So after the factory tour — another story for yet another day — Wang Li, the big macher from Beijing, had the factory manager take us all to the conference room for tea, and we all sat around and I listened to them bullshit, nodded occasionally, and drank tea. Occasionally either Eileen or Wang Li would relay questions about clearing U.S. Customs or preparing documents or some other thing, and I actually used a little of my Chinese and tried to make myself understood with very limited success.
We adjourned to the parking lot, where we packed into two cars — there were about 8 of us — and we met four other guys from the factory, I presume, who weren’t at our meeting but got back and met us at the hotel in time to eat on Beijing’s tab.
There were two lazy susans on the long table, and we all took small bits from the plates and put them onto our own and then spun them around for the next person. There were vegetable dishes — gai lan and oyster sauce, something with mushrooms and carrots — and some cold appetizers also. One of them, some kind of sliced, smoked meat, tasted incredibly similar to sliced, pickled beef tongue, which is a common Jewish deli favorite (along with the more well-known pastrami and corned beef), and something I grew up with. Either Wang Li or Eileen, who sat on either side of me, usually started me off with a taste of this or that.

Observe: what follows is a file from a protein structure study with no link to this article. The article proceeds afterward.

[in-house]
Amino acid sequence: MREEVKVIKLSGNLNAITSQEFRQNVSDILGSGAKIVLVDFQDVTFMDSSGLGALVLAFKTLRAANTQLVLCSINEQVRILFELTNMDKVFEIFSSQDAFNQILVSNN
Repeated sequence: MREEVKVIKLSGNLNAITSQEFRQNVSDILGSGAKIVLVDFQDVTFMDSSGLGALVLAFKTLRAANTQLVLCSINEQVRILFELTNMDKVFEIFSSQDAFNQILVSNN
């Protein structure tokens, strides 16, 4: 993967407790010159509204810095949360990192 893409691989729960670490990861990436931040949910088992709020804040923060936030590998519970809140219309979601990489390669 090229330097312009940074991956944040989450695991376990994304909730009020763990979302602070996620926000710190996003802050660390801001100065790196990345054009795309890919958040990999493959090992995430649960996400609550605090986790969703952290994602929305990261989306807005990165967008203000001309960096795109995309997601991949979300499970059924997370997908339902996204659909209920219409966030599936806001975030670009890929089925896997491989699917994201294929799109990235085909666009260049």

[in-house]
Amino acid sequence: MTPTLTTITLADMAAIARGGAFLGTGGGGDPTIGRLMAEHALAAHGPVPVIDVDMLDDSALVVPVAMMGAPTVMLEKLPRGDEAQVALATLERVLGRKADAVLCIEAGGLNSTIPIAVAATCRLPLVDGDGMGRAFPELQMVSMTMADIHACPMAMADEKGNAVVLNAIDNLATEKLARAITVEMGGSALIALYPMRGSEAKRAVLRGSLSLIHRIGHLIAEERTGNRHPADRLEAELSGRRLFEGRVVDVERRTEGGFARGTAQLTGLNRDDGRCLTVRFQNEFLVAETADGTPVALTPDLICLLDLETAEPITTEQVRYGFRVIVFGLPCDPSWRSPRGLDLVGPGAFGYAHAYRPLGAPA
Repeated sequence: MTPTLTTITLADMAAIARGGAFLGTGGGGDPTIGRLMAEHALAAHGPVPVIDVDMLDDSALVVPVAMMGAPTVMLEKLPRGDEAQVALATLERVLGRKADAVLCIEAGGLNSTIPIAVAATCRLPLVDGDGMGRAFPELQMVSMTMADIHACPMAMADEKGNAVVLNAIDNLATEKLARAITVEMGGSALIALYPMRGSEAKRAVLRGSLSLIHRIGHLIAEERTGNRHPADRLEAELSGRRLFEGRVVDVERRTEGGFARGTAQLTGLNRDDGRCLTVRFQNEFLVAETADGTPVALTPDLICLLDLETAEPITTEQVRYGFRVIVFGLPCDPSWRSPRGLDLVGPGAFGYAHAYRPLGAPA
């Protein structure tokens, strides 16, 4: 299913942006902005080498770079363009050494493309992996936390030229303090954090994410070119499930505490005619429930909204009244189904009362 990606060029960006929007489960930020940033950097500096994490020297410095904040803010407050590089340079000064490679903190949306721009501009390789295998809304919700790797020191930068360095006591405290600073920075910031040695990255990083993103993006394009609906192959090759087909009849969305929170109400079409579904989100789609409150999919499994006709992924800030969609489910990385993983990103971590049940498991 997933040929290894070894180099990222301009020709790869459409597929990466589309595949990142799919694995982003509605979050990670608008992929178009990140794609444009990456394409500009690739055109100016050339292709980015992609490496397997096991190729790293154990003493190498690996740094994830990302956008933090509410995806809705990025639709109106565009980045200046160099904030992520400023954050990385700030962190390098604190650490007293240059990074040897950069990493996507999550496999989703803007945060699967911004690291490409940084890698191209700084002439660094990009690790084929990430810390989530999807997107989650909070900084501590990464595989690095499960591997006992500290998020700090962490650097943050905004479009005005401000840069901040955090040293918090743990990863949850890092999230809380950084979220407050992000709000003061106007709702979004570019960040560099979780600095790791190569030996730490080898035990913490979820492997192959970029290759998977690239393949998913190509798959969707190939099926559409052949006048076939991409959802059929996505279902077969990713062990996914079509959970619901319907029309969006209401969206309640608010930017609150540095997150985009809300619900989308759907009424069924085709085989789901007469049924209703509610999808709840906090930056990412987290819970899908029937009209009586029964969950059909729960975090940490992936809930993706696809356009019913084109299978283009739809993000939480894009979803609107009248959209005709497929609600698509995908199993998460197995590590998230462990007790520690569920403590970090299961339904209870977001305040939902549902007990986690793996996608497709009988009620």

And of course, after I’d tried each of the dishes, the others would ask me how I liked each one; so after I’d tasted some of that meat with the dipping sauce it came with, I remarked as to how much it tasted like something I grew up eating, “Oh, this one is good! I’ve had this before. I like this. This is beef tongue, right? Beef tongue?” Some of them smiled, one of them nodded and said, “Yes, yes. Beef. Good yes?” “Yes, very good!” I took another slice with my chopsticks, dipped it in the sauce, put it in my mouth, and began to chew it.
At that point, a couple of them — two of the guys who’d met us at the hotel but weren’t in the meeting at the factory where I tried out my elementary Chinese — looked at each other across the table and one of them said to the other, not even looking at him, “Don’t tell the American he’s eating dog meat.”
I chewed once more, smiled, and washed it down with a glass of their tasty formaldehyde-loaded beer, but I sat there as straight-faced as I could. Reached into my pocket and opened the small bottle of traveling drugs and remedies I always carry with me; ate two Pepto Bismol tablets, and asked, in Chinese, “Cesuo zai shenme difang?” Where’s the toilet?
One of them pointed and looked a little embarrassed; I was on my way to the room with the hole in the ground and the faucet on the wall to flush things. I saw it, did a 180, went back to the table, and didn’t really touch anything until lunch was about over.
The waiter brought over a plate of breaded, deep-fried tofu cubes. Mmmm. There’s something I could eat, And it smelled great too. Picked one up with my chopsticks – man, it looked good – and because it was hot I took a small bite. I hadn’t even got it to whatever part of my tongue that could taste it and this awful, stinking, rotten smell hit me square in the nostrils, and I almost gagged. I spit the piece I’d bitten off into my napkin, looked at Eileen and excused myself from the restaurant.
After we all split up, Eileen told me that awful, rotten stuff was actually a favorite dish in those parts called “cho dofu,” or “stinky tofu.” Looks great, smells great, but once you bite into it, it’s like releasing all the evils in Pandora’s Box directly into your throat. After that, knowing I ate sliced dog was a little easier to handle.